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Can we say that $\sqrt{2}= \cfrac{2}{\cfrac{2}{\cfrac{2}{\cfrac{2}{\ldots}}}}$?

We have $$\phi=1+\cfrac{1}{\phi}=1+\cfrac{1}{1+\cfrac{1}{\phi}}=1+\cfrac{1}{1+\cfrac{1}{1+\frac{1}{\phi}}}=\cdots$$

(with $\phi$ being the Golden Ratio)

Which gives us the confirmed infinite fraction $$\phi=1+\cfrac{1}{1+\cfrac{1}{1+\cfrac{1}{\ldots}}}$$

We also have $$\sqrt{2}=\cfrac{2}{\sqrt{2}}=\cfrac{2}{\cfrac{2}{\sqrt{2}}}=\cfrac{2}{\cfrac{2}{\cfrac{2}{\sqrt{2}}}}=\cdots$$

So by analogy we can deduce that $$\sqrt{2}=\cfrac{2}{\cfrac{2}{\cfrac{2}{\cfrac{2}{\ldots}}}}$$

The sequence $(a_n)_{n\in\mathbb Z^+}$ such that $a_1=\sqrt{2}, a_{n+1}=\frac{2}{a_n}$ gives $\lim_{n\to +\infty}a_n=\sqrt{2}$, so indeed the representation should be correct.

Everywhere on the Internet that I see a continued fraction of $\sqrt{2}$, it is $$\sqrt{2}=1+(\sqrt{2}-1)=1+\cfrac{1}{1+\sqrt{2}}=1+\cfrac{1}{2+\cfrac{1}{1+\sqrt{2}}}=1+\cfrac{1}{2+\cfrac{1}{2+\cfrac{1}{1+\sqrt{2}}}}=\cdots$$

This gives $$\sqrt{2}=1+\cfrac{1}{1+\cfrac{1}{2+\cfrac{1}{2+\cfrac{1}{2+\cfrac{1}{\ldots}}}}}$$

Why haven't I seen the representation $\sqrt{2}=2/(2/(2/(2/\ldots)))$ mentioned, and see the above used instead? Is something wrong about my representation?

I would say it isn't mentioned because it is not useful: you cannot approximate $\sqrt{2}$ using the representation, unlike you can using the above one (which you can do by removing $\frac{1}{1+\sqrt{2}}$ in any member).

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    $\begingroup$ Is there any possible advantage to using such representation (if indeed it is correct)? By the way, if $a_1 = \sqrt{2}$ and $a_{n+1} = \frac{2}{a_n}$, then $a_n = \sqrt{2}$ for every positive integer $n$, i.e. your sequence is constant. $\endgroup$ – A.P. Apr 23 '15 at 15:41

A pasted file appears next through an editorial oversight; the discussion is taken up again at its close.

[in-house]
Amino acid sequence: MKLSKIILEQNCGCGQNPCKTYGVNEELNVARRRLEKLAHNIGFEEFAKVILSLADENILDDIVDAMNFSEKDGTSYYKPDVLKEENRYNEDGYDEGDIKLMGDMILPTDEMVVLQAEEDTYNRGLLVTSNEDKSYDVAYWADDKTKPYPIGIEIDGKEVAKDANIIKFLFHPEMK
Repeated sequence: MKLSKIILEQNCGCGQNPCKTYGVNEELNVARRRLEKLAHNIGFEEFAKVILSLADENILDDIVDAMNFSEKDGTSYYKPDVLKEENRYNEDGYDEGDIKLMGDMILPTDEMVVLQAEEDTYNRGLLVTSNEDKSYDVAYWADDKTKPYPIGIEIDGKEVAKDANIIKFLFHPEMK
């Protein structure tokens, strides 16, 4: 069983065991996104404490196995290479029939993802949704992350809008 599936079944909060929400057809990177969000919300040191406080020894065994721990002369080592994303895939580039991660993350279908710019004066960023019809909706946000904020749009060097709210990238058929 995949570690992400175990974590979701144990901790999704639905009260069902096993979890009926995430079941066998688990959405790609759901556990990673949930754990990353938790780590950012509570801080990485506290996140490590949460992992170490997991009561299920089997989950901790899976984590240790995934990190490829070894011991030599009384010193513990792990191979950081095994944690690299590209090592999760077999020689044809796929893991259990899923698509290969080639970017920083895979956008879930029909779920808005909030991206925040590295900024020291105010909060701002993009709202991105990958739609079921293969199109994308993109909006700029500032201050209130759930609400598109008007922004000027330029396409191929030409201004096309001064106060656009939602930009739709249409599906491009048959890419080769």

• $\begingroup$ One of the points behind the continued fraction representation is that it converges no matter where you 'start from'. As long as $a_0\gt 0$, if you take $a_{n+1}=1+\frac1{a_n}$ then $\lim_{n\to\infty}a_n=\phi$. Your formula only works if you start with $a_1=\sqrt{2}$; it doesn't converge otherwise. $\endgroup$ – Steven Stadnicki Apr 23 '15 at 15:44
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    $\begingroup$ A continued fraction expansion of a real number defines a sequence of rational numbers converging to that real number. $2/(2/(2/(2/\ldots)))$ doesn't define a sequence in any reasonable way except as the sequence alternating between $2$ and $1$ so you are unlikely to make any sense of it equaling $\sqrt 2$. $\endgroup$ – PVAL-inactive Apr 23 '15 at 15:49
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The problem is that if you take $a_0$ non-zero and you define $a_n = 2/a_{n-1}$, you have the relation $a_n = a_{n-2}$ (check that) so that the sequence converges if and only if $a_n = a_{n-1}$, which implies $a_0 = \pm \sqrt{2}$. So we cannot "deduce by analogy" because there is no analogy to make. The difference with the continued fractions is that in this case, the recurrence relation building the pattern with the $\cdots$ dots gives rise to a sequence which converges.

Hope that helps,

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You have: $\sqrt 2 := \dfrac{2}{\frac{2}{\frac{2}{\frac{2}{\vdots\over\sqrt 2}}}} = \dfrac{2}{2}\cdot\frac{2}{2}\cdots\sqrt 2$

Which is not a very helpful definition.

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Point of view : Cauchy sequences constructing $\Bbb R$

The limitation of the sequence $\{x_i\}$ where $x_1 = 2$, $x_n = \frac{2}{x_{n-1}}$ does not exist. Thus $\{x_i\}$ is not a cauchy sequence.

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